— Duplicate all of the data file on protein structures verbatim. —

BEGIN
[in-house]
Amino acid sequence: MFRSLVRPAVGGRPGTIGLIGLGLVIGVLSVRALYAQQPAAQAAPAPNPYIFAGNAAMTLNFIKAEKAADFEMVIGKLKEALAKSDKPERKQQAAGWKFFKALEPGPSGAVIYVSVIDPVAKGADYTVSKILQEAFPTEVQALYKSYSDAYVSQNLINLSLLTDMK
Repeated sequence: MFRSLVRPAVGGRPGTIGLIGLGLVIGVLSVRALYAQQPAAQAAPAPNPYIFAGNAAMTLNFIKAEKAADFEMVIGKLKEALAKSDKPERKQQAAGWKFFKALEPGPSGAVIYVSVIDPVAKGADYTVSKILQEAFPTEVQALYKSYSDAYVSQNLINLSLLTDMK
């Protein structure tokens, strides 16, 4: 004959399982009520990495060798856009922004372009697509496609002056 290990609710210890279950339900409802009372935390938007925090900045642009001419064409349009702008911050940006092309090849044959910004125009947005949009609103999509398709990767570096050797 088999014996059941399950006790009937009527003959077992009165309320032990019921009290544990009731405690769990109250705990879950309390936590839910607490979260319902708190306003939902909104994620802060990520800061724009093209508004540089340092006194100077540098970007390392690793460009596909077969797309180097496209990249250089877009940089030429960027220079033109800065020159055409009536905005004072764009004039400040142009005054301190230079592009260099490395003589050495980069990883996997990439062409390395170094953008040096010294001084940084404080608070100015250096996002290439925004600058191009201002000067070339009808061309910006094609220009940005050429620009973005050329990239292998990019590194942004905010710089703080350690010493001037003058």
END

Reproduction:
[in-house]
Amino acid sequence: MFRSLVRPAVGGRPGTIGLIGLGLVIGVLSVRALYAQQPAAQAAPAPNPYIFAGNAAMTLNFIKAEKAADFEMVIGKLKEALAKSDKPERKQQAAGWKFFKALEPGPSGAVIYVSVIDPVAKGADYTVSKILQEAFPTEVQALYKSYSDAYVSQNLINLSLLTDMK
Repeated sequence: MFRSLVRPAVGGRPGTIGLIGLGLVIGVLSVRALYAQQPAAQAAPAPNPYIFAGNAAMTLNFIKAEKAADFEMVIGKLKEALAKSDKPERKQQAAGWKFFKALEPGPSGAVIYVSVIDPVAKGADYTVSKILQEAFPTEVQALYKSYSDAYVSQNLINLSLLTDMK
């Protein structure tokens, strides 16, 4: 004959399982009520990495060798856009922004372009697509496609002056 290990609710210890279950339900409802009372935390938007925090900045642009001419064409349009702008911050940006092309090849044959910004125009947005949009609103999509398709990767570096050797 088999014996059941399950006790009937009527003959077992009165309320032990019921009290544990009731405690769990109250705990879950309390936590839910607490979260319902708190306003939902909104994620802060990520800061724009093209508004540089340092006194100077540098970007390392690793460009596909077969797309180097496209990249250089877009940089030429960027220079033109800065020159055409009536905005004072764009004039400040142009005054301190230079592009260099490395003589050495980069990883996997990439062409390395170094953008040096010294001084940084404080608070100015250096996002290439925004600058191009201002000067070339009808061309910006094609220009940005050429620009973005050329990239292998990019590194942004905010710089703080350690010493001037003058």